FIG. 3 is a partial vertical sectional view of the pulsator in communication with the diaphragm conduit having the diaphragm valve in an open position;

FIG. 4 is a vertical sectional view of one embodiment of the pump of the invention;

FIG. 5 is a vertical sectional view of the pump of this invention operating by percolation without pulsation;

FIG. 6 is a vertical sectional view of the pump of this invention operating the first and the second chambers by pulsation and without percolation; and

FIG. 7 is a vertical sectional view of the pump of this invention operating with a single chamber through pulsation and with no percolation.

DETAILED DESCRIPTION OF A PREFERRED EMBODIMENT OF THE INVENTION

Referring in detail now to the drawings, wherein similar parts of the invention are identified by like reference numerals, there is seen the absorption air conditioner and/or refrigerator of this invention, generally illustrated as 10, having an outer or outside house 12 and an inner or inside house 14 disposed within the outer spherical house 12 by supports 16. House 12 and house 14 are preferably spherical in design and shape as illustrated in the drawings and will be referred to hereafter as "inner spherical house 14" and "outer spherical house 12". An insulator 18 surrounds the outer spherical house 12.

The inner spherical house 14 and the outer spherical house 12 are preferably disposed essentially concentrically with respect to each other. The inner spherical house 14 has an inner housing spherical wall and the outer spherical house 12 has an outer housing spherical wall. The supports 16 serve as a means for interconnecting the inner spherical house 14 including the inner housing spherical wall to the outer spherical house 12 including the outer housing spherical wall for supporting and maintaining the inner spherical house 14 and the outer spherical house 12 in a spaced relationship with respect to each other. The inner spherical house 14 is generally totally enclosed and hermetically sealed to the ambient environment of the inner spherical house 14. The ambient environment is the environment within the outer spherical house 12. Stated alternatively, the ambient environment is the environment between the inner spherical house 14 and the outer spherical house 12. The outer spherical house 12 generally totally encloses the inner spherical house 14 and is sealed to the ambient atmosphere of the outer spherical house 12. The ambient atmosphere is the outside atmosphere surrounding the outer spherical house 12. The outer spherical house 12 also hermetically seals the inner spherical house 14 (including the inside of inner spherical house 14) to or from the ambient atmosphere of the outer spherical house 12. Stated alternatively, the outer spherical house 12 including the outer housing wall totally surrounds and encloses the inner spherical house 14 including the inner housing wall and contains no open apertures wherethrough the inside of the outer spherical house 12 communicates with the atmosphere outside of the outer spherical house 12. It should be understood that hermetically sealing the inner spherical house 14 and the outer spherical house 12 does not exclude the passage of conduits, pipes, or the like, through the respective wall of the inner spherical house 14 and the outer spherical house 12 provided however that a hermetic seal is formed around any conduit, pipe, or the like, passing through a respective wall and the wall itself. Thus, "hermetically sealed" as used in the specification and the claims with respect to the inner spherical house 14 and the outer spherical house 12 does not exclude conduits, pipes, or the like, passing through the respective housing walls.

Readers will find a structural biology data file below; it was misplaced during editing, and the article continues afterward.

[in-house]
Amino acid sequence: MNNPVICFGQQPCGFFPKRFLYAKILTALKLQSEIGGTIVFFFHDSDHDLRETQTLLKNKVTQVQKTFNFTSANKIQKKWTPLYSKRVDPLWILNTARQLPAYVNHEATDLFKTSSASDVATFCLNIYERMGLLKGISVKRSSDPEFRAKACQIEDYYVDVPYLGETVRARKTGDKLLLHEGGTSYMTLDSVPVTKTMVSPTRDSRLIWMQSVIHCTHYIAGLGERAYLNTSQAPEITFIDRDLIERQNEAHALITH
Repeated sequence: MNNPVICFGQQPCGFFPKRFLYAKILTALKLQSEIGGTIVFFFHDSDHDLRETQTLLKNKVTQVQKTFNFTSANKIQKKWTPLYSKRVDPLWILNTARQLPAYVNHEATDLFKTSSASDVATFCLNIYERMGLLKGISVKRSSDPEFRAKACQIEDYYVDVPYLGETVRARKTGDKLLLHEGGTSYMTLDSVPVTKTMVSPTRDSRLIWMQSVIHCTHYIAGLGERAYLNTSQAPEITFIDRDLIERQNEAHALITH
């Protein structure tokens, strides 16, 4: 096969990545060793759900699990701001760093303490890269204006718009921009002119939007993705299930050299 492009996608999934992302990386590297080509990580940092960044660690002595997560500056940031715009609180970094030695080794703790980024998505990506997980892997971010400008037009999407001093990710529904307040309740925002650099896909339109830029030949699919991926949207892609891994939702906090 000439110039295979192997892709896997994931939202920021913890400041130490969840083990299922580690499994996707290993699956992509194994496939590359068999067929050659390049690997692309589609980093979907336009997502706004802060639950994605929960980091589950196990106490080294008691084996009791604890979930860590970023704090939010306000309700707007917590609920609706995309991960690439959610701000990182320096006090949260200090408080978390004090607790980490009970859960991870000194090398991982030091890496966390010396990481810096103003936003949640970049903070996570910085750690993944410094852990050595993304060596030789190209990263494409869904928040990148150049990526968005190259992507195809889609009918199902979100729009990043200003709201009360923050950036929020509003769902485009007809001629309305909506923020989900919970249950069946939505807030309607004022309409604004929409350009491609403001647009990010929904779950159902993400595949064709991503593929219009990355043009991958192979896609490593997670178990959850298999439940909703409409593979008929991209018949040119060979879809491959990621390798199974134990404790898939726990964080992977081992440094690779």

The outer spherical house 12 has a generator reservoir 20 disposed in the bottom thereof and underneath the inside spherical house 14. A generator coil 22 serving as a heat exchanger is placed within the generator reservoir 20 and in communication with an entrance conduit 24 through pump coil conduits 25--25 which interconnect to a pair of pumps generally illustrated as 70. A generator coil fluid of predetermined temperature passes through the pump coil conduits 25--25, the pumps 70--70 and into the generator coil 22. The generator coil fluid leaves the generator coil 22 through an exit conduit 26. Entrance conduit 24 and exit conduit 26 both extend outside of the outer spherical house 12 to a heat source 225 (e.g. solar collectors, gas boiler, any recoverable waste heat source, etc.) wherein the generator coil fluid is heated to a predetermined temperature. A drain 28, with a valve to close off and seal hermetically the inside of the outer spherical house 12 to the ambient atmosphere, is in the bottom of the outer spherical house 12 for draining the generator reservoir 20 from the outer spherical house 12.

A condensor, generally illustrated as 30, is disposed in the top of the outer spherical house 12. The condensor 30 includes a condensor pan or trough 32 with a convex bottom that also defines the top or roof of the inner spherical house 14. Condensor 30 also includes a condensor coil 34 having an entrance 36 and exit 38 wherethrough a condensor fluid enters and leaves the condensor coil 34, respectively. Exit 38 extends to an evaporative cooling tower means 39 or other heat removal means to cool the condensor fluid after it has left the condensor coil 34.